We are not a nation accustomed to joining together in jubilation. Hurricanes, tornadoes, terror, tragedy—those are the things that connect Americans these days. It’s only natural. When humans are in trouble, we shed the reserve of everyday robo-separateness and seek comfort in each other. Compassion flows from disruption.

But this past week in Montana, thousands of people made a different kind of connection. And holy cow, did we ever need it. In between caramelized onion tarts or boxed dinners, people like Pat Cormier, from Billings, and fur-coat-wearing David Fattah Jr., all the way from Philadelphia, and Kevin Kicking Woman, from Missoula—who sang a Blackfeet song to the crowd—people like those and 4,000-plus others joined in celebration at the Butte Civic Center. They shook banners, pranced in little black dresses, swaggered in cowboy boots, drank too much, talked too loudly, and roared their approval for Democratic presidential candidates Barack Obama and Hillary Clinton. It was as if we were all at a wedding for dearest friends (though it wasn’t clear who’d show up at the altar).

“We need a totally fresh start,” said Betty Haight, a lifelong Democrat from Helena. Hell, yes, the crowd agreed as Sen. Obama took the stage at the Mansfield-Metcalf dinner, where his presence had such a rock star quality, it seemed when he left that we should flick Bics to get an encore. “The pain is actually trickling up,” Obama told the gathering—and then it sank in. Despair, war, fear has burbled around us, zapping us with daily radioactive detritus—bad news, troop deaths, debt—that’s built to dangerously high levels of exposure.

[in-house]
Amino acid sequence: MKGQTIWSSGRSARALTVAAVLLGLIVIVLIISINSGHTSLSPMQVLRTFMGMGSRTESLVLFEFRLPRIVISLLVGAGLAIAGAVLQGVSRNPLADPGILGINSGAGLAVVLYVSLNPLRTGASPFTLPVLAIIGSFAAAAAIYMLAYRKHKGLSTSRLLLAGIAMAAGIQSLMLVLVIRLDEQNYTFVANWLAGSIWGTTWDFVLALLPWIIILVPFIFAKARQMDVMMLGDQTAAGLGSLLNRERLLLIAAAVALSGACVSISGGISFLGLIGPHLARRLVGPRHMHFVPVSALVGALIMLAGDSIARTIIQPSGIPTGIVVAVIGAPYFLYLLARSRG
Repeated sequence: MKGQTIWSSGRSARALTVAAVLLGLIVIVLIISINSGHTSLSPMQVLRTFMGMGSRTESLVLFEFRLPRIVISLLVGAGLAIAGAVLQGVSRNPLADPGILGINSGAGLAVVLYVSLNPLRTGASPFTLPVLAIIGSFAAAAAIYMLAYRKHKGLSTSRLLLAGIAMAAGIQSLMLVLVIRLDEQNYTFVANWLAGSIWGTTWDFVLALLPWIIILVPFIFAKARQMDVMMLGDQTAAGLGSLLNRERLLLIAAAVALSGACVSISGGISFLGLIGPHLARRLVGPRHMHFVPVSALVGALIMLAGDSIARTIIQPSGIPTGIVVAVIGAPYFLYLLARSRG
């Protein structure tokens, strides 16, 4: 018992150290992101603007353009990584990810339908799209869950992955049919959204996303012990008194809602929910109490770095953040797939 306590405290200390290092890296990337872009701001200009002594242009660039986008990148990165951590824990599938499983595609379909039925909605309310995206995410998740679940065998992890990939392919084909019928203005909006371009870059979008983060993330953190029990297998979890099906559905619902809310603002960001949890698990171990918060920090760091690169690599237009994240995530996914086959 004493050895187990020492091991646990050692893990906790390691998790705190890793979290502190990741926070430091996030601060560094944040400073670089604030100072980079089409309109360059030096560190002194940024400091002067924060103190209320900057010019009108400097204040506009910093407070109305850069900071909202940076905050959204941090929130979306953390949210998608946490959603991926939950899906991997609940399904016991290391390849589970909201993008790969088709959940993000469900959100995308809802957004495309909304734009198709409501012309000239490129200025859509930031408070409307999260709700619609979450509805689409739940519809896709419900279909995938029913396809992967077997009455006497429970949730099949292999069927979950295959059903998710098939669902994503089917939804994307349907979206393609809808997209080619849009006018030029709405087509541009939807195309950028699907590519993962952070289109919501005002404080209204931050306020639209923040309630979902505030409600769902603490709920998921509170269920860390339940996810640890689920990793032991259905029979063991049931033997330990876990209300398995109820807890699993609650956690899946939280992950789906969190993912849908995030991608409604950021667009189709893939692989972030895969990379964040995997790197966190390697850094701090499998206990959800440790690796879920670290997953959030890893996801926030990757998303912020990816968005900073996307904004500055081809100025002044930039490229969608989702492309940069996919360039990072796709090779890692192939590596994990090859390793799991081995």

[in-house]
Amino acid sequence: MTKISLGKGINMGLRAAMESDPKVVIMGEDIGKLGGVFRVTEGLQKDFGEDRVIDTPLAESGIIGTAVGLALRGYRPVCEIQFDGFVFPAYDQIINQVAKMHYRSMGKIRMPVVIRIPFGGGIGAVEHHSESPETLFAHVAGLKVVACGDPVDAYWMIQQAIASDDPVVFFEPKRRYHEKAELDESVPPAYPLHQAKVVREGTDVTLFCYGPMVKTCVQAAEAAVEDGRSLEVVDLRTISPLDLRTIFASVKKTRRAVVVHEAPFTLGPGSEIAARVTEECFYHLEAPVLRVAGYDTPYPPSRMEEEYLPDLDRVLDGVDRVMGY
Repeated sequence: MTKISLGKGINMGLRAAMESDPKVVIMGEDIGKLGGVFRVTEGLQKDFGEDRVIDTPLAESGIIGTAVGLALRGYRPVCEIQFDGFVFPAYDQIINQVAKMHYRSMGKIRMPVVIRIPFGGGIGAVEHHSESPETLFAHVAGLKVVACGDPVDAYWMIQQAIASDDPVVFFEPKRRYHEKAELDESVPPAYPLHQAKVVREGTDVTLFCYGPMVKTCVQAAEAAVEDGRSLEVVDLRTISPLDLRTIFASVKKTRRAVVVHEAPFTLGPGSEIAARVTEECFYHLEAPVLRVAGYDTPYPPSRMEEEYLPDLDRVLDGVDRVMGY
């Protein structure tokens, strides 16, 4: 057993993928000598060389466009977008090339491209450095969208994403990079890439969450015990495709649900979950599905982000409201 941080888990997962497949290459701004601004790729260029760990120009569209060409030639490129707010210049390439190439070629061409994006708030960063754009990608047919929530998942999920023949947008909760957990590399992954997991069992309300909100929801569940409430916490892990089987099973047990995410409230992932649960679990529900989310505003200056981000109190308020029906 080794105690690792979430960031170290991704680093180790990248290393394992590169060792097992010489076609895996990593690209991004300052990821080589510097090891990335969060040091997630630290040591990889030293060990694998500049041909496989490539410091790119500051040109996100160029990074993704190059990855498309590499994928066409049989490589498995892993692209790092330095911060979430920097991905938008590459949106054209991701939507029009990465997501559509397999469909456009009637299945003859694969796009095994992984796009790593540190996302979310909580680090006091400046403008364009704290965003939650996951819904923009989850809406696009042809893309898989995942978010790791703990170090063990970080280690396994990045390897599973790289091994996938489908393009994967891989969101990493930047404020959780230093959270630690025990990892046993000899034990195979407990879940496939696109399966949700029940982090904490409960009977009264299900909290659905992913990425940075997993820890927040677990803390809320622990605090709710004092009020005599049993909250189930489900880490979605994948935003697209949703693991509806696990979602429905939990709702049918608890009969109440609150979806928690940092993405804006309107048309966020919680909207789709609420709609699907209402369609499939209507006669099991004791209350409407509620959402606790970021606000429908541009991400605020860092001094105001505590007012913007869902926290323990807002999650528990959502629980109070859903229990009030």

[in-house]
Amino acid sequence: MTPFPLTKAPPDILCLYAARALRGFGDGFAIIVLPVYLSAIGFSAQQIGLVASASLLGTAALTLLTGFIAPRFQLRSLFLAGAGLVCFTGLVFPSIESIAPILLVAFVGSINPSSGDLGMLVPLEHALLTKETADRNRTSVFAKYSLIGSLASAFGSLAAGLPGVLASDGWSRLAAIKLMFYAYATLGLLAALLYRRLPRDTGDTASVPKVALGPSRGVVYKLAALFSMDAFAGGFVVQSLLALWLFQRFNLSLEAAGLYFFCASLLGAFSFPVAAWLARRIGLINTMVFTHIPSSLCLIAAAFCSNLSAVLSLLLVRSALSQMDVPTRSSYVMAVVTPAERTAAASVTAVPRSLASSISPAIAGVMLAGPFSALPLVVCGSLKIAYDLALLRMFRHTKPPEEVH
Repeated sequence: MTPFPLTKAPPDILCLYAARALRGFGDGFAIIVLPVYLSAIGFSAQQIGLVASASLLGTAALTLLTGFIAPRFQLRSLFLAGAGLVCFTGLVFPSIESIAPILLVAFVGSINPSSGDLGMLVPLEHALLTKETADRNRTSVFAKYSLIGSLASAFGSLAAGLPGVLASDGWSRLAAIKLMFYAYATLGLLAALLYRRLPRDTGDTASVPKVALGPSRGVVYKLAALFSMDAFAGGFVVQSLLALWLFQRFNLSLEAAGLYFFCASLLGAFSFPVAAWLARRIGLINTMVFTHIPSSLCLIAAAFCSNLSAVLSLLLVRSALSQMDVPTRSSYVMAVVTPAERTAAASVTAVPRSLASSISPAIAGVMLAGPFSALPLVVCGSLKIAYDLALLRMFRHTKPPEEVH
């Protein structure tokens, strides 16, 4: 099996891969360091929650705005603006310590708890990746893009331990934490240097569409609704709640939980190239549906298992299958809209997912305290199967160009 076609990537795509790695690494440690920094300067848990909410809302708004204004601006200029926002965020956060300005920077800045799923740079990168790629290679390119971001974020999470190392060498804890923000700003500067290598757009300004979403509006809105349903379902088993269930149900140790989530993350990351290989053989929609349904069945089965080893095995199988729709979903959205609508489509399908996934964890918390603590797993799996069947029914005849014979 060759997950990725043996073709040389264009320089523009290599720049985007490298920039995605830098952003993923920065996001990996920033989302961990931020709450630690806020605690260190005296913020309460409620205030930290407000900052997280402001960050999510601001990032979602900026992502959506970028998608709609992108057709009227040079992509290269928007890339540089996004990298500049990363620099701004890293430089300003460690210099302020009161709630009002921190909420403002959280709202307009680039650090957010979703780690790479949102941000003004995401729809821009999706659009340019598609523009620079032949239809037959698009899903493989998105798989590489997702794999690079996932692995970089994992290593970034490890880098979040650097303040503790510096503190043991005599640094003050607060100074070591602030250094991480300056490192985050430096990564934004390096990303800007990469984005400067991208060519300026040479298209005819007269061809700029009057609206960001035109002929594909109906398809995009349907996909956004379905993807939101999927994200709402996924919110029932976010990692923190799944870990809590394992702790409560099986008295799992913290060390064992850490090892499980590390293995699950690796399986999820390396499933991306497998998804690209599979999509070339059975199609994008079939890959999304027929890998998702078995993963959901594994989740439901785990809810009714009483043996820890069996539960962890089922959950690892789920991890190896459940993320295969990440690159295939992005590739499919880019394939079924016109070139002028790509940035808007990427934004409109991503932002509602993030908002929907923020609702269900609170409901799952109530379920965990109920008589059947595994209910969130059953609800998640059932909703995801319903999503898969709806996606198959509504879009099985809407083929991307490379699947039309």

And now we have, well, Dems. “The American people need a president who will get up every single day and work her heart out,” Sen. Clinton told Butte, and hearing that pronoun—her—double-pumped the euphoria. The relief at having two strong, progressive, smart, responsive, funny people running for president was enough to make people feel like they were levitating.


Did you go? Were you there? Whether they’re referring to Butte, the Adams Center (or Washington-Grizzly Stadium), or the Missoula airport, people are asking each other standing in line at the store, sitting at the bar, waiting at the gas pump, baking in the sauna. Wasn’t it amazing? For days to come, we’ll have a connection based on something worth holding onto—a vantage point from which to see the future, and each other.
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